The MVP is dead

by Sebastien Mirolo on Mon, 16 Aug 2021

A long time ago, around 1999, someone put a few HTML pages together glued with some logic code; had success with it; wrote a book about it; had more success; and the Minimum Viable Product (MVP) was born.

We are in 2021. The Internet has changed - FAANG, Ransomware, Cyber-terrorism. The World has changed - 9/11, subprime crisis, Work-from-Home. Yet somehow the MVP remains a dogma of Web development. Why is that?

Who benefits from building MVPs?

Development sweat shops have soared all over the place. It is a fast-pace environment always running after a new budget. The more people they can convince to burn through a few thousand dollars to "build the business of their dreams", the better.

More broadly, anyone selling books, courses, or coaching sessions on the "get-rich-quick" theme loves MVP. There is nothing that dampens the mood more than a "your idea will cost at least $500k to get off the ground" reality check.

What is a MVP for?

You are building a MVP to prove the market
No you don't. Product categories (CRM, e-learning, etc.) are well established at this point. From Capterra to G2, there are entire Websites dedicated to categorize SaaS products. Markets don't need to be proven.
You are building a MVP to raise funding
Good luck. There are thousands of Entrepreneurs before you that have proven SaaS products could be built efficiently. If you absolutely want to give a demo, use a click-through no-code tool. Remember though, investors are not customers. In many case, they don't care about your product. They are only interested in business metrics, occasionally income statements if you have them.
You are building a MVP to engage the first customers
You said customers? People actually paying for the product? Sorry. For many gurus out there you have exceeded the scope of a MVP.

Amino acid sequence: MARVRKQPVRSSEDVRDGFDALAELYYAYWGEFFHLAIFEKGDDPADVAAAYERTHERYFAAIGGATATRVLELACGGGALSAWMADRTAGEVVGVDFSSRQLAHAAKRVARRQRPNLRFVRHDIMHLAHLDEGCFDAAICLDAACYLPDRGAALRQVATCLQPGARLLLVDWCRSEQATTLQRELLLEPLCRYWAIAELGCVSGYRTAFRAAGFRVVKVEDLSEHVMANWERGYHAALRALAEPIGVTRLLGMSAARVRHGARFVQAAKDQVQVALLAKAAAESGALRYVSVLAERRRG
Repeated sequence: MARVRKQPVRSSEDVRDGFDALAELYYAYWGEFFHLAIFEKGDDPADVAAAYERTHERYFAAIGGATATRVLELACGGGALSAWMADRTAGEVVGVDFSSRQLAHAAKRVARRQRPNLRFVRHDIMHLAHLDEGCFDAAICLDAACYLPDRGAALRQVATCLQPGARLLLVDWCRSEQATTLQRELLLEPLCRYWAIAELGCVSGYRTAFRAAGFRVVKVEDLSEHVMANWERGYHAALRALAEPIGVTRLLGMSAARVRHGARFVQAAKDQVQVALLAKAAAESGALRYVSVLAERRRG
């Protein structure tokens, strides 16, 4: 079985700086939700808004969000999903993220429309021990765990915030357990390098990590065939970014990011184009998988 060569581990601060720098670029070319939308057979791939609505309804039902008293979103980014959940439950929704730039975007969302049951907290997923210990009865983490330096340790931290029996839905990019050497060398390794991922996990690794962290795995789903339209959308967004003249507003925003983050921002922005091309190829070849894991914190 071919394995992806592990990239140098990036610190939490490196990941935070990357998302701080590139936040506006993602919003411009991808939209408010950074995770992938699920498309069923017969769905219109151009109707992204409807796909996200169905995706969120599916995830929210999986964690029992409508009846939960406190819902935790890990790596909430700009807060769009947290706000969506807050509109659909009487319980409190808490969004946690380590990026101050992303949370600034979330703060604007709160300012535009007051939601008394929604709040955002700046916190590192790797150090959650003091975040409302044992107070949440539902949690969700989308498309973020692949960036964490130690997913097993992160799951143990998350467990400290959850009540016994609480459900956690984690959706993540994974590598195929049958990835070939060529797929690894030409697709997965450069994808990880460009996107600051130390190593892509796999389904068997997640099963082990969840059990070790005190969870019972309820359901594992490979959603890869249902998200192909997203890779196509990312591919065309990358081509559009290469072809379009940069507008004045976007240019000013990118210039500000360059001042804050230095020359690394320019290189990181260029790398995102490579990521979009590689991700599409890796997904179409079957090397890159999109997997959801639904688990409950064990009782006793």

At this point, you are like: Eh Seb, you are all about building SaaS products to their first $1M in ARR (i.e. Annual Recurring Revenue). What is all that about?

Momentum is everything

The first cardinal rule of business is: If someone is willing to pay for your product, take their money. It is incredible the number of entrepreneurs that spend thousands of dollars building version one, and forget invoicing and collecting payments from customers.

"If someone is willing to pay for your product, take their money."

You might be lucky, sign a few deals, and bring $50k-$100k in ARR with version one (which is not an MVP anymore - remember). Now you are in the Valley of Death.

We are in 2021. The next leads on your list already have a solution, most likely a digital solution, for their problem. You will have to displace a competitor which means you can't wing it anymore. You must have an answer for legal compliance questions (GDPR, SoC-2, etc.) that didn't cross a prospects mind 5 years ago but are top of mind in Today's privacy and security environment.

That's not mentioning standard features expected in your chosen product category - See How to build a HCM SaaS Product? for example.

Your engineers are stuck re-writing version 2 from scratch, while your Salespeople are not pushing deals through and most of your marketing dollars went to waste.

By shear efforts, and luck, cash didn't run out before you can deploy version 2 to production. You are starting to regain some momentum but it is not enough.

Freemium has given rise to Product-Led Growth (PLG). On-boarding workflows are king. It is not enough to run reports for Sales and Marketing once a week. All of them require to work directly on your product, changing the copy in the product pages, updating the pricing plans, etc. without opening a ticket and passing through a developer. Your engineer-centric CD/CI (i.e. Continuous Development/Continuous Integration) process is killing momentum.

Your lead engineer is lobbying to "pause" development and work on version 3 ... You wish you had learned about DjaoDjin's Multi-level Platform Design before ...

Momentum is everything. The MVP is dead. Long live Version One.

More to read

If you are looking for more posts about what it is like to build a boutique subscription product, you might enjoy Mental Preparation for the Future CEO and Hiring a technical co-founder

More business lessons we learned running a SaaS application hosting platform are also available on the DjaoDjin blog. For our fellow engineers, there are in-depth technical posts available.

by Sebastien Mirolo on Mon, 16 Aug 2021

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